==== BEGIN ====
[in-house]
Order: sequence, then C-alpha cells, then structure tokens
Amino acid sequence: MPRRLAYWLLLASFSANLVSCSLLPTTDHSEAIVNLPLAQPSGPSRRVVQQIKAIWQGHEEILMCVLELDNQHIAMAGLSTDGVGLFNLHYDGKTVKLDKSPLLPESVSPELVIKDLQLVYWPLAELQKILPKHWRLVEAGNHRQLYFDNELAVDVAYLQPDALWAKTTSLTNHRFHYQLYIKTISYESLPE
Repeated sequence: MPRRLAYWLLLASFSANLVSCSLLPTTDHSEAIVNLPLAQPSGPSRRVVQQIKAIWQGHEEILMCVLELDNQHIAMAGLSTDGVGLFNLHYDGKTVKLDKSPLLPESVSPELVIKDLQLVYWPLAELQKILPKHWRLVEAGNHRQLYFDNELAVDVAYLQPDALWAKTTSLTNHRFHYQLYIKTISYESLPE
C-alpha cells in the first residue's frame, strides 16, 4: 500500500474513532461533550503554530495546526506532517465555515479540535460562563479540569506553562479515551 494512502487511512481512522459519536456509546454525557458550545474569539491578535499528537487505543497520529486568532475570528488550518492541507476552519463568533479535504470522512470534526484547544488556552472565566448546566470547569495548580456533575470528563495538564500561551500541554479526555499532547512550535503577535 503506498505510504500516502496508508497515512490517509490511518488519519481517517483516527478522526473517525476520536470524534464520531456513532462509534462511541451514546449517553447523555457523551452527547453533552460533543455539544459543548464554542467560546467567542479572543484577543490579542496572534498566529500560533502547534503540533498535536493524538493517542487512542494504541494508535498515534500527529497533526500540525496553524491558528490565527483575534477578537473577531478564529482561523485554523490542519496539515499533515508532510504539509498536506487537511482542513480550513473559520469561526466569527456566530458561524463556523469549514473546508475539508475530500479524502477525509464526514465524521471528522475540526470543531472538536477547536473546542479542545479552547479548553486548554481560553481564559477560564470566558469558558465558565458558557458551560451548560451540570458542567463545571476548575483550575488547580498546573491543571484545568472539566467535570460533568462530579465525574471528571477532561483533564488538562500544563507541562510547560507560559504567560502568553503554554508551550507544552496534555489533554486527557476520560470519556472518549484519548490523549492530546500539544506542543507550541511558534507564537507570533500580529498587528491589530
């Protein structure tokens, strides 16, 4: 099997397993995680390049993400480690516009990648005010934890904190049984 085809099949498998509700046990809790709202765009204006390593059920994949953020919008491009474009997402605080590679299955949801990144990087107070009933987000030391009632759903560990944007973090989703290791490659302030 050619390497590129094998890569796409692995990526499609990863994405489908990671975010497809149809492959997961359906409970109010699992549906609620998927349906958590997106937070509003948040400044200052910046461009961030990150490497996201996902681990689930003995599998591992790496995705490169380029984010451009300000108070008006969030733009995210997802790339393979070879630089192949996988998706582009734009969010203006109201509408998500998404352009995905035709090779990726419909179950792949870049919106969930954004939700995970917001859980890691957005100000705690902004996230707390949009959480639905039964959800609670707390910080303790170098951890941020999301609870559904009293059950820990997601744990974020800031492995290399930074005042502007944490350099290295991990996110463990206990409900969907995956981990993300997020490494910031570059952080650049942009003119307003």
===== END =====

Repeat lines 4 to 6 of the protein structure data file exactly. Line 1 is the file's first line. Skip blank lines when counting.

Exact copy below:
Repeated sequence: MPRRLAYWLLLASFSANLVSCSLLPTTDHSEAIVNLPLAQPSGPSRRVVQQIKAIWQGHEEILMCVLELDNQHIAMAGLSTDGVGLFNLHYDGKTVKLDKSPLLPESVSPELVIKDLQLVYWPLAELQKILPKHWRLVEAGNHRQLYFDNELAVDVAYLQPDALWAKTTSLTNHRFHYQLYIKTISYESLPE
C-alpha cells in the first residue's frame, strides 16, 4: 500500500474513532461533550503554530495546526506532517465555515479540535460562563479540569506553562479515551 494512502487511512481512522459519536456509546454525557458550545474569539491578535499528537487505543497520529486568532475570528488550518492541507476552519463568533479535504470522512470534526484547544488556552472565566448546566470547569495548580456533575470528563495538564500561551500541554479526555499532547512550535503577535 503506498505510504500516502496508508497515512490517509490511518488519519481517517483516527478522526473517525476520536470524534464520531456513532462509534462511541451514546449517553447523555457523551452527547453533552460533543455539544459543548464554542467560546467567542479572543484577543490579542496572534498566529500560533502547534503540533498535536493524538493517542487512542494504541494508535498515534500527529497533526500540525496553524491558528490565527483575534477578537473577531478564529482561523485554523490542519496539515499533515508532510504539509498536506487537511482542513480550513473559520469561526466569527456566530458561524463556523469549514473546508475539508475530500479524502477525509464526514465524521471528522475540526470543531472538536477547536473546542479542545479552547479548553486548554481560553481564559477560564470566558469558558465558565458558557458551560451548560451540570458542567463545571476548575483550575488547580498546573491543571484545568472539566467535570460533568462530579465525574471528571477532561483533564488538562500544563507541562510547560507560559504567560502568553503554554508551550507544552496534555489533554486527557476520560470519556472518549484519548490523549492530546500539544506542543507550541511558534507564537507570533500580529498587528491589530
């Protein structure tokens, strides 16, 4: 099997397993995680390049993400480690516009990648005010934890904190049984 085809099949498998509700046990809790709202765009204006390593059920994949953020919008491009474009997402605080590679299955949801990144990087107070009933987000030391009632759903560990944007973090989703290791490659302030 050619390497590129094998890569796409692995990526499609990863994405489908990671975010497809149809492959997961359906409970109010699992549906609620998927349906958590997106937070509003948040400044200052910046461009961030990150490497996201996902681990689930003995599998591992790496995705490169380029984010451009300000108070008006969030733009995210997802790339393979070879630089192949996988998706582009734009969010203006109201509408998500998404352009995905035709090779990726419909179950792949870049919106969930954004939700995970917001859980890691957005100000705690902004996230707390949009959480639905039964959800609670707390910080303790170098951890941020999301609870559904009293059950820990997601744990974020800031492995290399930074005042502007944490350099290295991990996110463990206990409900969907995956981990993300997020490494910031570059952080650049942009003119307003």